A big change coming to Northeast Catholic College — beginning in the fall semester — is stirring excitement on the Warner, New Hampshire, campus. The college will put the spiritual formation of its students in the hands of Father Michael Gaitley of the Marians of the Immaculate Conception and the Marian Missionaries of Divine Mercy. Father Gaitley will be director of formation at the college, the same role he has with the Marian Missionaries.

During their time at Northeast Catholic, students will be immersed in the spirituality of Sts. John Paul II, Thérèse of Lisieux, Faustina Kowalska, Teresa of Calcutta and Maximilian Kolbe.

“We all think this is going to be a new chapter in the life of the college,” explained George Harne, president of Northeast Catholic College.

“It’s going to bring a level of intensity to what we’re already doing and a force to change the life of our students.”

 

President’s Vision

“This new partnership fits with our mission in a unique way,” Harne said, pointing out the mission is to form the laity for work in the world. The college also encourages religious vocations.

This partnership is not something out of the blue.

Father Gaitley has come to speak on campus. And quite a few of the students have read his books and used his 33 Days to Morning Glory Marian consecration-focused book, Harne said, also noting that Northeast junior Ruben Mendoza-Medrano was a member of the Missionaries of Mercy and now “is one of the best students, a wonderfully formed young man of deep spirituality. We need more people like Ruben.”

Considering the college’s interest in lay-formation work and the Marian Missionaries of Divine Mercy being a lay group, Harne said that Father Gaitley approached him about this venture.

“God brought us together,” Harne explained. “The more we talked, the more we realized we share a common compass and purpose. His spirituality can take root in young people in a new way. Young people respond very positively to him. He has a message they particularly need to hear, particularly in this year of 2018: It’s the message of Mary and message of mercy. This also fits with our emphasis on John Paul II because he himself emphasized the message of Mary and Divine Mercy.”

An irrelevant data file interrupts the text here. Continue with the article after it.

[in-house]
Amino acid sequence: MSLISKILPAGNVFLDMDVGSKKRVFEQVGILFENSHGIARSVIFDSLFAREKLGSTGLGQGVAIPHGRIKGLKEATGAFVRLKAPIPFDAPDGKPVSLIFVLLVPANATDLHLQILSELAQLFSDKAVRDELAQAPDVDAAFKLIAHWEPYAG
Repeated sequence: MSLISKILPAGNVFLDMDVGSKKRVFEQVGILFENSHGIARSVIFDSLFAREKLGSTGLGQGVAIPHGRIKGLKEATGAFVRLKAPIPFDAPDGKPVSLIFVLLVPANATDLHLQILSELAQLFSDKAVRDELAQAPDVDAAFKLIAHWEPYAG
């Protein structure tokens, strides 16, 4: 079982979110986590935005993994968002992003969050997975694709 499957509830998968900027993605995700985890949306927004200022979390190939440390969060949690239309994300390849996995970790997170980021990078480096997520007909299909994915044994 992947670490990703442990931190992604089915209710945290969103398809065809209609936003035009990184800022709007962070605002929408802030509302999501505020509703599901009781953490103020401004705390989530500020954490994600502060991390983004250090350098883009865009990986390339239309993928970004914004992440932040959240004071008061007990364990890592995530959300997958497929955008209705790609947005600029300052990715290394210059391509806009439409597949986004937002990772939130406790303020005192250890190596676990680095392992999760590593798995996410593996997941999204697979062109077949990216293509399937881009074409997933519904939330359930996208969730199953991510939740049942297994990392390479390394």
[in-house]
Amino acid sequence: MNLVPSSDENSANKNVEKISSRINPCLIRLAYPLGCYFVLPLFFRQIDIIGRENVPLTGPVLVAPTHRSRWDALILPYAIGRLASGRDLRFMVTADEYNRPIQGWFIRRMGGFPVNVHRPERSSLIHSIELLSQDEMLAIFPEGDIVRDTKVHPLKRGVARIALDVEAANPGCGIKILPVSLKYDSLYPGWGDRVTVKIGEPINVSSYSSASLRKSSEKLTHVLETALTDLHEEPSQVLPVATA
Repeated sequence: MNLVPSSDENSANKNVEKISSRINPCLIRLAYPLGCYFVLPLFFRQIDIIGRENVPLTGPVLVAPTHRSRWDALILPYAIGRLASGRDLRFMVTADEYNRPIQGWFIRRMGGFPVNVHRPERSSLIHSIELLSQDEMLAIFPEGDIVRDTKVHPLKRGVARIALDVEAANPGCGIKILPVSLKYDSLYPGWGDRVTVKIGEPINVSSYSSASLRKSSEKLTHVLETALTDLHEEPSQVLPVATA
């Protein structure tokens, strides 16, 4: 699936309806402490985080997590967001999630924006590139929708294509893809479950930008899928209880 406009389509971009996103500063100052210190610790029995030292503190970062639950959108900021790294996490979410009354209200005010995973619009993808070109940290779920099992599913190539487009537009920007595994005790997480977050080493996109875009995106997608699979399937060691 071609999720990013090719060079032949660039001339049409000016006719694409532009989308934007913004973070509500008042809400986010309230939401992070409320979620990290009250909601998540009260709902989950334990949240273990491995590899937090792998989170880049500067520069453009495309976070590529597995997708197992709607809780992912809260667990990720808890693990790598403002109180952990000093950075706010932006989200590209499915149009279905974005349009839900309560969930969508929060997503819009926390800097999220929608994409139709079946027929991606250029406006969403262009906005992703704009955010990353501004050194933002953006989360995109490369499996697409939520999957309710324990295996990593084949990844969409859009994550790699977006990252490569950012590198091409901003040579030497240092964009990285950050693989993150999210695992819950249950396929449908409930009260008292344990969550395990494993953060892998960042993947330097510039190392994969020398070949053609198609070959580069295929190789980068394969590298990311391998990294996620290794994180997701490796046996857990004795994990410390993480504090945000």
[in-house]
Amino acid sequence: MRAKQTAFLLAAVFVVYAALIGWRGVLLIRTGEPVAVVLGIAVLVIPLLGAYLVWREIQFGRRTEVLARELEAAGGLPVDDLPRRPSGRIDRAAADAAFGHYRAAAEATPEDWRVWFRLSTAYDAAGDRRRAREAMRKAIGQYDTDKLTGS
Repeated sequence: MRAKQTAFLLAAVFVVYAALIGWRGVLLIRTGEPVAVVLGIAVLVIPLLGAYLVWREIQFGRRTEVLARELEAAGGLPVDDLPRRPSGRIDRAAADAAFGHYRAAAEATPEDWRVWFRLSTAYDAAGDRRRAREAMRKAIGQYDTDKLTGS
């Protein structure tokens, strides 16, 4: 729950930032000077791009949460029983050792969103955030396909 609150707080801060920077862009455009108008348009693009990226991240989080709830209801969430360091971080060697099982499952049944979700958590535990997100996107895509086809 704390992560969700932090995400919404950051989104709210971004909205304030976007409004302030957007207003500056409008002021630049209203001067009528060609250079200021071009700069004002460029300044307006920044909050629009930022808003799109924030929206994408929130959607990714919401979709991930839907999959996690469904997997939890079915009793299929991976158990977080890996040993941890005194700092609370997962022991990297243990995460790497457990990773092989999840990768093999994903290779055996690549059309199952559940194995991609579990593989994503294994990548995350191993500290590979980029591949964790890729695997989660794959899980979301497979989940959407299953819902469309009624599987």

“Many of our students — all of us, in fact — need the message of mercy,” Harne added. “It was at the center of John Paul II’s pontificate and should be at the center of our own lives.”

Already, the college has a major celebration on St. John Paul II’s feast day in October. He’s the college’s patron saint, along with Mary Magdalen. The college’s motto is John Paul II’s famous call, Duc in altum — “Put out into the deep.”

Students also read John Paul II’s works, particularly Fides et Ratio and Centesimus Annus, on faith and reason and the Church’s social teaching, respectively, and read his play The Jeweler’s Shop.

“We take him as a model, said Harne, “because he was also deeply rooted in the traditions of the faith and at the same time building bridges with contemporary society, taught the theology of the body, and worked very well with young people.”

Additionally, students will be going through Father Gaitley’s “Hearts Afire” program at the college.

 

Father Gaitley’s Plan

Well acquainted with the role of director of spiritual formation, Father Gaitley detailed how, over the last four years, from the National Shrine of the Divine Mercy in Stockbridge, Massachusetts, he has been helping to form young men and women in the spirituality of the Marian Missionaries of Divine Mercy.

“That spirituality focuses on the renewal called for by the Second Vatican Council, with a special emphasis on the merciful and Marian teachings of the following saints: John Paul II, Thérèse of Lisieux, Faustina Kowalska, Maximilian Kolbe and Mother Teresa,” he told the Register. “My work at Northeast Catholic College will essentially be an extension of that work in Stockbridge, namely, forming the students in the spirituality of the Marian Missionaries.”